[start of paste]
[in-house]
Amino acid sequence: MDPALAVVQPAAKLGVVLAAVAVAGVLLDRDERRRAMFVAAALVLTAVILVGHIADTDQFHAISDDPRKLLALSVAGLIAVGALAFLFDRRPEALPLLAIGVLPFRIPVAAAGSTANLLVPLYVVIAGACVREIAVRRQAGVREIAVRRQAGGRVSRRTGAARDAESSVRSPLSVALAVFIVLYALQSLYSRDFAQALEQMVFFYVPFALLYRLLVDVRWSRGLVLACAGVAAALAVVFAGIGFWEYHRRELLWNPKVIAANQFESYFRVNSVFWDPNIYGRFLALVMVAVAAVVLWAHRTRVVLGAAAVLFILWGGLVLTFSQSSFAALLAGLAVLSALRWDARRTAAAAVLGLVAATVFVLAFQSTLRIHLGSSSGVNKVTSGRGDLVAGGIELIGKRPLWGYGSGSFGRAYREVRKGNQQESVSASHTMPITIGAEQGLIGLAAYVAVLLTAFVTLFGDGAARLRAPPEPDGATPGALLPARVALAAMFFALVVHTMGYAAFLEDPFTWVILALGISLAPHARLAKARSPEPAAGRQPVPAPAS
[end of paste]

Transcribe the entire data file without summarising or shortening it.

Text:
[in-house]
Amino acid sequence: MDPALAVVQPAAKLGVVLAAVAVAGVLLDRDERRRAMFVAAALVLTAVILVGHIADTDQFHAISDDPRKLLALSVAGLIAVGALAFLFDRRPEALPLLAIGVLPFRIPVAAAGSTANLLVPLYVVIAGACVREIAVRRQAGVREIAVRRQAGGRVSRRTGAARDAESSVRSPLSVALAVFIVLYALQSLYSRDFAQALEQMVFFYVPFALLYRLLVDVRWSRGLVLACAGVAAALAVVFAGIGFWEYHRRELLWNPKVIAANQFESYFRVNSVFWDPNIYGRFLALVMVAVAAVVLWAHRTRVVLGAAAVLFILWGGLVLTFSQSSFAALLAGLAVLSALRWDARRTAAAAVLGLVAATVFVLAFQSTLRIHLGSSSGVNKVTSGRGDLVAGGIELIGKRPLWGYGSGSFGRAYREVRKGNQQESVSASHTMPITIGAEQGLIGLAAYVAVLLTAFVTLFGDGAARLRAPPEPDGATPGALLPARVALAAMFFALVVHTMGYAAFLEDPFTWVILALGISLAPHARLAKARSPEPAAGRQPVPAPAS